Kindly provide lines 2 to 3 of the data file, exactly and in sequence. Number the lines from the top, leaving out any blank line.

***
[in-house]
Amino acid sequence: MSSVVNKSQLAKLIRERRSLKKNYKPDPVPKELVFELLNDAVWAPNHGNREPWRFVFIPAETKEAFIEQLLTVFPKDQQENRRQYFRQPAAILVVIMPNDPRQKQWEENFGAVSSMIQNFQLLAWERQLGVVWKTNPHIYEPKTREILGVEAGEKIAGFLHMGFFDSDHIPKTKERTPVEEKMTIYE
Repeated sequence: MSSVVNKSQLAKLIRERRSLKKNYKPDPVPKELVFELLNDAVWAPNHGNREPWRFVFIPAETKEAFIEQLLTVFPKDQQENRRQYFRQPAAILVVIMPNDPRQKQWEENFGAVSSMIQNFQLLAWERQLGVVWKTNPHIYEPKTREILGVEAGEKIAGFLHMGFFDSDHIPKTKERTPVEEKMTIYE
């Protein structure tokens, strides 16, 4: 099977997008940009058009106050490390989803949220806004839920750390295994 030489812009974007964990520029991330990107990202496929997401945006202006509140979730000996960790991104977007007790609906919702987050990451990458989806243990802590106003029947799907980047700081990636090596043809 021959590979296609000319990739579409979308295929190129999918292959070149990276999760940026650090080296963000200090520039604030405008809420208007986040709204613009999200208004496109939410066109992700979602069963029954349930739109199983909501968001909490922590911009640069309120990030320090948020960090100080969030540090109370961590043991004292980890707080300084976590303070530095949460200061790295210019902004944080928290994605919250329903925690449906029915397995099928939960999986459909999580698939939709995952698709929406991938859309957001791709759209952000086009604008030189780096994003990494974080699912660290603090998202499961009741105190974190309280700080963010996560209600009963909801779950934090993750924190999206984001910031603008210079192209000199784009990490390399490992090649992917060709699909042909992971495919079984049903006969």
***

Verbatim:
Amino acid sequence: MSSVVNKSQLAKLIRERRSLKKNYKPDPVPKELVFELLNDAVWAPNHGNREPWRFVFIPAETKEAFIEQLLTVFPKDQQENRRQYFRQPAAILVVIMPNDPRQKQWEENFGAVSSMIQNFQLLAWERQLGVVWKTNPHIYEPKTREILGVEAGEKIAGFLHMGFFDSDHIPKTKERTPVEEKMTIYE
Repeated sequence: MSSVVNKSQLAKLIRERRSLKKNYKPDPVPKELVFELLNDAVWAPNHGNREPWRFVFIPAETKEAFIEQLLTVFPKDQQENRRQYFRQPAAILVVIMPNDPRQKQWEENFGAVSSMIQNFQLLAWERQLGVVWKTNPHIYEPKTREILGVEAGEKIAGFLHMGFFDSDHIPKTKERTPVEEKMTIYE